1869 ENGLISH POETRY 1579-1830: SPENSER AND THE TRADITION

Rev. Henry Kett

John Forster, in Landor, a Biography (1869) 35-36 & n.



The grave, good-natured writer [George Somers Clarke], older than Landor by many years, and to whom a living had just fallen from his college, can thus without anger refer to some lines addressed to Doctor Warton, containing a personal attack on himself which seems to have been altogether wilful and unprovoked:—

Deign from thy brother's works to cull us
What bold Lucretius, sharp Catullus,
Divinely elegant Tibullus,
And all the grand Aonian quire
Would envy, or at least admire.
Then Oxford shall no more regret
The twofold night 'twixt C— and K—.

—the offence of Clarke and Kett being explained in a note to have been, that the last had published Juvenile Poems at the age of forty, and the first an Oedipus in prose. "Ouvrez, Messieurs! c'est mon Oedipe en prose." The note, however, does not say all. The person with whom Clarke is coupled had done worse than publish Juvenilia at forty, having in fact been the solitary dissentient among the fellows of Trinity from Doctor Chapman's good-humored invitation that Landor should return [following his rustication]; and to the close of Kett's unhappy life Landor resented this ill word. On the other hand there was no sufficient reason for putting Clarke into the pillory erected in the volume for Kett; and Landor seems himself to have regretted it, when from the letter just quoted he saw how good-naturedly it was taken....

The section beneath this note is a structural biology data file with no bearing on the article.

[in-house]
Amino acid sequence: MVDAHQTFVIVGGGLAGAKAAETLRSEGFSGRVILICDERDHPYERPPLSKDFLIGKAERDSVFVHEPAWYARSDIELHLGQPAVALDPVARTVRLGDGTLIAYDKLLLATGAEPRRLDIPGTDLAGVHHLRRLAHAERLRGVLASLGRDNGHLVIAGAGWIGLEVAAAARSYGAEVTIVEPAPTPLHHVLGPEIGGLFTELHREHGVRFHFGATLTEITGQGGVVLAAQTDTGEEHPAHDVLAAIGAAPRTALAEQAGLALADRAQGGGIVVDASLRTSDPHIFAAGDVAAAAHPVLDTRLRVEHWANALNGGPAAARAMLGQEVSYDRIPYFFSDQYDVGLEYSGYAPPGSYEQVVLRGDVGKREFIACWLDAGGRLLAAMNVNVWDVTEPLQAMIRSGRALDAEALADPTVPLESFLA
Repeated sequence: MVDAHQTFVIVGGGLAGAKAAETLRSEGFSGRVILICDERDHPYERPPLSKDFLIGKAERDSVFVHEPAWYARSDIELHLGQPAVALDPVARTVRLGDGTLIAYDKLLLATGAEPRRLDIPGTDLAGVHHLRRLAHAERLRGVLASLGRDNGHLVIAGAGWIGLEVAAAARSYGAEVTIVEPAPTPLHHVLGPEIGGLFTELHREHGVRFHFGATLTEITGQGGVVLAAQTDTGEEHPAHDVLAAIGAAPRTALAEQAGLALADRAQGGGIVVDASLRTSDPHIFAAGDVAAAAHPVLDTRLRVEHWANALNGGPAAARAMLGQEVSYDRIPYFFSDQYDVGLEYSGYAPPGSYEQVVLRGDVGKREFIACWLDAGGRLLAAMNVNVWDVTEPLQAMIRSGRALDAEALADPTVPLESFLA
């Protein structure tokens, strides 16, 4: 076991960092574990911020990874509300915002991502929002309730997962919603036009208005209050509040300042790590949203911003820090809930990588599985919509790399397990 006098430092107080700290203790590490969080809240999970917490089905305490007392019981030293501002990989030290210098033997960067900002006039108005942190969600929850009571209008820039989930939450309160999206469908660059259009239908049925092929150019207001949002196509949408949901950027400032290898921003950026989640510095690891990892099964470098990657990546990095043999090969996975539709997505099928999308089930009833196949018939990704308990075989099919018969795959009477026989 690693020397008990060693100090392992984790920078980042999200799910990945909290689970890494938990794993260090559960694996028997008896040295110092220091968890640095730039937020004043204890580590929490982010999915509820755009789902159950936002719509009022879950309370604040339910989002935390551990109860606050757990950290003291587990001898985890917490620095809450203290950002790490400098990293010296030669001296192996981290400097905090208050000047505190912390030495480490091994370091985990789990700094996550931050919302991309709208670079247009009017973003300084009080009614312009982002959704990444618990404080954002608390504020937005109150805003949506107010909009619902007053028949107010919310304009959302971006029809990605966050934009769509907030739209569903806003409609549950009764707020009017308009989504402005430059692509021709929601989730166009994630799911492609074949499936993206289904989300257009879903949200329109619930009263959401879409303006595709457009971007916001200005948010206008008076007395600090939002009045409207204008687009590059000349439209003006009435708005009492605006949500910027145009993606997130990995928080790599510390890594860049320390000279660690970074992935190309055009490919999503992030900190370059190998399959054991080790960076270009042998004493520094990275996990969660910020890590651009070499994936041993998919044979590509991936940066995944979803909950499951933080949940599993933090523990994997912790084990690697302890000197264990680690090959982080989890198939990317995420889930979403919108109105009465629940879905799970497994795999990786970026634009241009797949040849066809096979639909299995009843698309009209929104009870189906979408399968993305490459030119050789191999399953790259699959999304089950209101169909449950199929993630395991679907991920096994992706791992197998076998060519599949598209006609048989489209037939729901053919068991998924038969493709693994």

"You are also somewhat severe," he says, "on my contemporary and fellow-collegian Mr. Kett, whom you have also made collinear with myself, father to the diversion of all our friends." He cannot help adding an epigram which had just come out as a reply to Landor:—

K— not a poet! who dare say so?
Though not an Ovid, yet a Naso.

This shows that Kett was not strong in friends, even among men of his own standing. He must have had some merit (he was one year chosen Bampton Lecturer), but nothing he did seems to have done successfully; and what is said to have induced him finally to commit suicide (not by hanging, as Landor supposed, but drowning) was some formal censure passed upon him in the University.